“Our library system also uses Beanstack, so it’s very helpful, because our students are like, oh, I use that at school, I can log this here too,” Saunders said. Beanstack’s unique tandem connection service allows students to connect their library and school accounts for double the reading challenges, badges, and motivation. So even during school breaks, students and families hear about the initiative and stick to their reading and logging habits.

 

Hitting Big Reading Goals

For the past three years, RACE2Read has challenged Atlanta to hit a big reading goal of 10 million minutes—about 1 million minutes of reading a month during the school year. Starting in August, every minute read and logged throughout the city helps move the needle toward success. 

 

Within that lofty goal, each school in the district is given their own goal to work toward. Their individual Beanstack site tracks and advertises progress toward that goal, so that students, staff, and families can watch their minutes tick up every time they log. The community page aggregates those totals from all the schools and community members across the district to track their progress toward 10 million.

 

“We use social media to promote what we’re doing, how close we are to our goal,” Saunders said. “We send regular updates to our library media specialists so that they know where they are … That’s very helpful for the schools and the students to see what’s happening.” 

 

These real-time updates, along with Beanstack’s gamification tools like badges and reading streaks, build momentum and provide instant feedback to solidify reading habits. As the 2021–2022 school year was drawing to a close, APS drew closer and closer to their big goal and rallied readers for one big push before summer. The needle moved up and over 10 million on May 12, 2022.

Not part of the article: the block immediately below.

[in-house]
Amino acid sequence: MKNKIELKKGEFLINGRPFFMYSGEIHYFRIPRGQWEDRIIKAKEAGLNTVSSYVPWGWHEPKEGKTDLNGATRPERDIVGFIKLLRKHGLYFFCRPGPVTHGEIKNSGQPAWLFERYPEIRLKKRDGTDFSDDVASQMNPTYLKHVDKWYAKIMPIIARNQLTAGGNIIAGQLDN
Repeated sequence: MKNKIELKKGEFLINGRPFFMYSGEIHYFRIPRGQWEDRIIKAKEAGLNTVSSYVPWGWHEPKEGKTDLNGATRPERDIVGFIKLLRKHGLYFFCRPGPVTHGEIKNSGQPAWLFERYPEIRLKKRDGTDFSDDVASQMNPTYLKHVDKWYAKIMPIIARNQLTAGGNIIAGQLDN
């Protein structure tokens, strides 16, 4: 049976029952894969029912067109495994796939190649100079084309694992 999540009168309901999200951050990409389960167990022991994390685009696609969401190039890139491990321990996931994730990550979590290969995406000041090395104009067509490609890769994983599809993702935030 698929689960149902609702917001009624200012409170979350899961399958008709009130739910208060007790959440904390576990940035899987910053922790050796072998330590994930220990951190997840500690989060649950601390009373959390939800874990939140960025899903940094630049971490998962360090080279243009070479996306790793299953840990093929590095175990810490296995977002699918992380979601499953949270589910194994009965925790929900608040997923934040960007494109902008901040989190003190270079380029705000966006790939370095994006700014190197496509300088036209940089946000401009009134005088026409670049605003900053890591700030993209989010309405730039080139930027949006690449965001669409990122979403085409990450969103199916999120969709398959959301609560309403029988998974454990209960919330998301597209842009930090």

One of the most rewarding aspects of the program for Saunders has been seeing family reading habits take root throughout the city. “We had a couple families where the child and the parents read and logged their minutes,” she said.

 

“We noticed that, when it’s a family effort, the kids really fare better and they really pay attention to what they’re reading and how often they’re reading. And just sending the message that just 20 minutes a day makes a difference in the lives of our students, with their developing empathy, with relieving stress, with developing vocabulary, I mean, all of the benefits of reading, we promote through RACE2Read.”

 

 

Halfway through the 2022–2023 school year, RACE2Read has already garnered 6.8 million minutes of reading. With an average of almost 1.4 million minutes read per month, Atlanta is racing toward another record year of reading.